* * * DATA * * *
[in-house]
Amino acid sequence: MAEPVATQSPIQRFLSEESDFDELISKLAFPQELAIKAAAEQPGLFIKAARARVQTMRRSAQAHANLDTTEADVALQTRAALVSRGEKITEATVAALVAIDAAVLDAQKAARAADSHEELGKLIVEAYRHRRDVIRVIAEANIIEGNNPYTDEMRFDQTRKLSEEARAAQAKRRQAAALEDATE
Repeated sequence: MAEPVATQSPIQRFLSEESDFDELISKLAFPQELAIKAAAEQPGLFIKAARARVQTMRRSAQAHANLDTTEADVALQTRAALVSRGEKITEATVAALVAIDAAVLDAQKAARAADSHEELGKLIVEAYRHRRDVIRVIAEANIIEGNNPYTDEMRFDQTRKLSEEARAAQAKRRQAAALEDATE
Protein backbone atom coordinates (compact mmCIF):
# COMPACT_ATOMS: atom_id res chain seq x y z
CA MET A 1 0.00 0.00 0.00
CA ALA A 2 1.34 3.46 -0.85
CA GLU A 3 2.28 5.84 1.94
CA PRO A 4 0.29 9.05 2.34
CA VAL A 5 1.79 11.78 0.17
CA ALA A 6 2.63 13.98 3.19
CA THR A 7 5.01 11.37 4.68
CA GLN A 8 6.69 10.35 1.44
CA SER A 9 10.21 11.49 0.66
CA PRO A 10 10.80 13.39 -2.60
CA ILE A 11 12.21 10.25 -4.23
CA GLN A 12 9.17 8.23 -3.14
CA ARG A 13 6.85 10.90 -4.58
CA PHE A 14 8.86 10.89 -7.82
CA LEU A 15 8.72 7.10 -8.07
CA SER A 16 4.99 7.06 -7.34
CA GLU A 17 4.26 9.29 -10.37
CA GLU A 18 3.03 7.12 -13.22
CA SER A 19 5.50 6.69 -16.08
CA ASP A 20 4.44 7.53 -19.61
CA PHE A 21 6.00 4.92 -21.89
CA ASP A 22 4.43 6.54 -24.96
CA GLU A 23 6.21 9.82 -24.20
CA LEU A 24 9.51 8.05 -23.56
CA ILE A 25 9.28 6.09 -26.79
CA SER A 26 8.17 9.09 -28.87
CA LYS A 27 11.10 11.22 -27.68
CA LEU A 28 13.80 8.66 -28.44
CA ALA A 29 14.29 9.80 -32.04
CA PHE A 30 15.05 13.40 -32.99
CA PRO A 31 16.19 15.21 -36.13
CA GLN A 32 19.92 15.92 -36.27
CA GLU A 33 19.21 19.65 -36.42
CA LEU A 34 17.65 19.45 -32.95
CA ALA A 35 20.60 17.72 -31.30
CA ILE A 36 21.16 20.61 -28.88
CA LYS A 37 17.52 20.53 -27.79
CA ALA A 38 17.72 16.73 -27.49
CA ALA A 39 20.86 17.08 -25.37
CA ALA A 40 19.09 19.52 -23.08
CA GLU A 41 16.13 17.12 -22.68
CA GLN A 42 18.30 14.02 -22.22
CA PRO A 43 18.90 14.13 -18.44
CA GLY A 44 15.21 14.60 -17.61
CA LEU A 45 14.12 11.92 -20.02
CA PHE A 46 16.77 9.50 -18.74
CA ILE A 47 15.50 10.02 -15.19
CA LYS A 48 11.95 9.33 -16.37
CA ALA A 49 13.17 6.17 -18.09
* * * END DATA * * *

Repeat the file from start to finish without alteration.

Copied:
[in-house]
Amino acid sequence: MAEPVATQSPIQRFLSEESDFDELISKLAFPQELAIKAAAEQPGLFIKAARARVQTMRRSAQAHANLDTTEADVALQTRAALVSRGEKITEATVAALVAIDAAVLDAQKAARAADSHEELGKLIVEAYRHRRDVIRVIAEANIIEGNNPYTDEMRFDQTRKLSEEARAAQAKRRQAAALEDATE
Repeated sequence: MAEPVATQSPIQRFLSEESDFDELISKLAFPQELAIKAAAEQPGLFIKAARARVQTMRRSAQAHANLDTTEADVALQTRAALVSRGEKITEATVAALVAIDAAVLDAQKAARAADSHEELGKLIVEAYRHRRDVIRVIAEANIIEGNNPYTDEMRFDQTRKLSEEARAAQAKRRQAAALEDATE
Protein backbone atom coordinates (compact mmCIF):
# COMPACT_ATOMS: atom_id res chain seq x y z
CA MET A 1 0.00 0.00 0.00
CA ALA A 2 1.34 3.46 -0.85
CA GLU A 3 2.28 5.84 1.94
CA PRO A 4 0.29 9.05 2.34
CA VAL A 5 1.79 11.78 0.17
CA ALA A 6 2.63 13.98 3.19
CA THR A 7 5.01 11.37 4.68
CA GLN A 8 6.69 10.35 1.44
CA SER A 9 10.21 11.49 0.66
CA PRO A 10 10.80 13.39 -2.60
CA ILE A 11 12.21 10.25 -4.23
CA GLN A 12 9.17 8.23 -3.14
CA ARG A 13 6.85 10.90 -4.58
CA PHE A 14 8.86 10.89 -7.82
CA LEU A 15 8.72 7.10 -8.07
CA SER A 16 4.99 7.06 -7.34
CA GLU A 17 4.26 9.29 -10.37
CA GLU A 18 3.03 7.12 -13.22
CA SER A 19 5.50 6.69 -16.08
CA ASP A 20 4.44 7.53 -19.61
CA PHE A 21 6.00 4.92 -21.89
CA ASP A 22 4.43 6.54 -24.96
CA GLU A 23 6.21 9.82 -24.20
CA LEU A 24 9.51 8.05 -23.56
CA ILE A 25 9.28 6.09 -26.79
CA SER A 26 8.17 9.09 -28.87
CA LYS A 27 11.10 11.22 -27.68
CA LEU A 28 13.80 8.66 -28.44
CA ALA A 29 14.29 9.80 -32.04
CA PHE A 30 15.05 13.40 -32.99
CA PRO A 31 16.19 15.21 -36.13
CA GLN A 32 19.92 15.92 -36.27
CA GLU A 33 19.21 19.65 -36.42
CA LEU A 34 17.65 19.45 -32.95
CA ALA A 35 20.60 17.72 -31.30
CA ILE A 36 21.16 20.61 -28.88
CA LYS A 37 17.52 20.53 -27.79
CA ALA A 38 17.72 16.73 -27.49
CA ALA A 39 20.86 17.08 -25.37
CA ALA A 40 19.09 19.52 -23.08
CA GLU A 41 16.13 17.12 -22.68
CA GLN A 42 18.30 14.02 -22.22
CA PRO A 43 18.90 14.13 -18.44
CA GLY A 44 15.21 14.60 -17.61
CA LEU A 45 14.12 11.92 -20.02
CA PHE A 46 16.77 9.50 -18.74
CA ILE A 47 15.50 10.02 -15.19
CA LYS A 48 11.95 9.33 -16.37
CA ALA A 49 13.17 6.17 -18.09